Guest poem submitted by Paul E. Collins:
(Poem #1859) A Singular Metamorphosis
We all were watching the quiz on television Last night, combining leisure with pleasure, When Uncle Harry's antique escritoire, Where he used to sit making up his accounts, Began to shudder and rock like a crying woman, Then burst into flower from every cubbyhole (For all the world like a seventy-four of the line Riding the swell and firing off Finisterre). Extraordinary sight! Its delicate legs Thickened and gnarled, writhing, they started to root The feet deep in a carpet of briony Star-pointed with primula. Small animals Began to mooch around and climb up this Reversionary desk and dustable heirloom Left in the gloomiest corner of the room Far from the television. I alone, To my belief, remarked the remarkable Transaction above remarked. The flowers were blue, The fiery blue of iris, and there was A smell of warm, wet grass and new horse-dung. The screen, meanwhile, communicated to us With some fidelity the image and voice Of Narcisse, the cultivated policewoman From San Francisco, who had already Taken the sponsors for ten thousand greens By knowing her Montalets from Capegues, Cordilleras from Gonorrheas, in The plays of Shapesmoke Swoon of Avalon, A tygers hart in a players painted hide If ever you saw one. When all this was over, And everyone went home to bed, not one Mentioned the escritoire, which was by now Bowed over with a weight of fruit and nuts And birds and squirrels in its upper limbs. Stars tangled with its mistletoe and ivy.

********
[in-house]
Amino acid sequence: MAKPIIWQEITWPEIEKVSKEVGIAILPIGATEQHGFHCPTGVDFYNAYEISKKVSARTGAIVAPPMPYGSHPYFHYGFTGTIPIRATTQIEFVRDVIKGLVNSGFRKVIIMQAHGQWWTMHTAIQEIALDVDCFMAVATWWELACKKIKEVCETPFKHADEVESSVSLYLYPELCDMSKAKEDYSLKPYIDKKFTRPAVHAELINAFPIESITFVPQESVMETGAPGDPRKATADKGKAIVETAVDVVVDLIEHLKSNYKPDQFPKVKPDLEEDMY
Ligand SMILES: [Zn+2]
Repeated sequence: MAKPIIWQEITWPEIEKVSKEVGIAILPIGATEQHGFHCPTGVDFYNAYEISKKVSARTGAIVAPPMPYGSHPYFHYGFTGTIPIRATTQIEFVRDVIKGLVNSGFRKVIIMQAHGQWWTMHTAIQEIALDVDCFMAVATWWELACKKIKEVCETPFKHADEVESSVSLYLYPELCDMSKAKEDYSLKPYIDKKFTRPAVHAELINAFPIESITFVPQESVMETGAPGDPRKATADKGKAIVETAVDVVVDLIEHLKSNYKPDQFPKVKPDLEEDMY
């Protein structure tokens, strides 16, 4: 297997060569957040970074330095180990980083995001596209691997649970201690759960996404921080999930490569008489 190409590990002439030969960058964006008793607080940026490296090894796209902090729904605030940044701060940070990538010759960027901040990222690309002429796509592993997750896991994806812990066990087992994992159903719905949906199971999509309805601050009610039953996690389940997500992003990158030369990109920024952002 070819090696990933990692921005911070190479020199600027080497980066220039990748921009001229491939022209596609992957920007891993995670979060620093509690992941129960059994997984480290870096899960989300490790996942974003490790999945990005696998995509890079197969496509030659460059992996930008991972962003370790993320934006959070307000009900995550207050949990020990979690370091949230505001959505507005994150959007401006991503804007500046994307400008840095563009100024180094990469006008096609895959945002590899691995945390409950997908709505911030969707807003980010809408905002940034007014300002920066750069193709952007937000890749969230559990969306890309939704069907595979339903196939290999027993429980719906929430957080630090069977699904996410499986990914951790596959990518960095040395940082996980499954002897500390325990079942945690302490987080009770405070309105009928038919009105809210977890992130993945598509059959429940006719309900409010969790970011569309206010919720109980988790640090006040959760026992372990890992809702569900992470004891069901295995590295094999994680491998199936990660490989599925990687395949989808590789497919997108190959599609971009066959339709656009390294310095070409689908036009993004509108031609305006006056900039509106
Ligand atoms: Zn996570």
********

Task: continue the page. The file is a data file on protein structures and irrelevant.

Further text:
(1920-1991) Here's a fun American poem that deserves a little recognition. The theme is agreeably whimsical: an old escritoire (or writing-desk) spontaneously bursts into bloom and wildlife, and nobody notices because they are watching the television. The language, for the most part, is equally absurd. Small animals "mooch around", the escritoire is dubiously likened to a battleship, and - in a delightful piece of verbosity - we are told that only the narrator "remarked the remarkable transaction above remarked". Of course, there are some compelling phrases, too: we can imagine the legs of the escritoire becoming "thickened and gnarled, writhing" among the "fiery blue of iris", and the vividness of that image mocks the scornful "some fidelity" that is all the television can achieve. Beneath the silliness we note a clear revulsion towards the stereotype of Narcisse on the TV gameshow, who is amassing unearned dollars by regurgitating factoids. Here is somebody who "[knows] her Montalets from Capegues, Cordilleras from Gonorrheas" (garbled references to Shakespearean characters); Shakespeare himself and his home town of Avon are likewise churned into garbage. There is a nod to Greene's criticism of his contemporary (whom he styled "an upstart crow ... with his tyger's heart wrapt in a player's hide"), but here it seems to refer to the contestant, aggressive and greedy under a veneer of sophistication, and by extension to all the viewers who "[combine] leisure with pleasure" - a marketing catchphrase for empty materialism. What of the antique escritoire? It is a striking metaphor for manual, thoughtful work ("where he used to sit making up his accounts") and so the antithesis of passively watching television. Ignored for too long, the wooden escritoire shrugs off its workmanship, reverts to its natural state, that of a tree, and turns the "gloomiest corner of the room" into a blaze of genuine beauty. This is the heart of Nemerov's message: that we too, by letting ourselves sink into a swamp of style over content, risk losing our roots. Eq. Poet Bio: http://en.wikipedia.org/wiki/Howard_Nemerov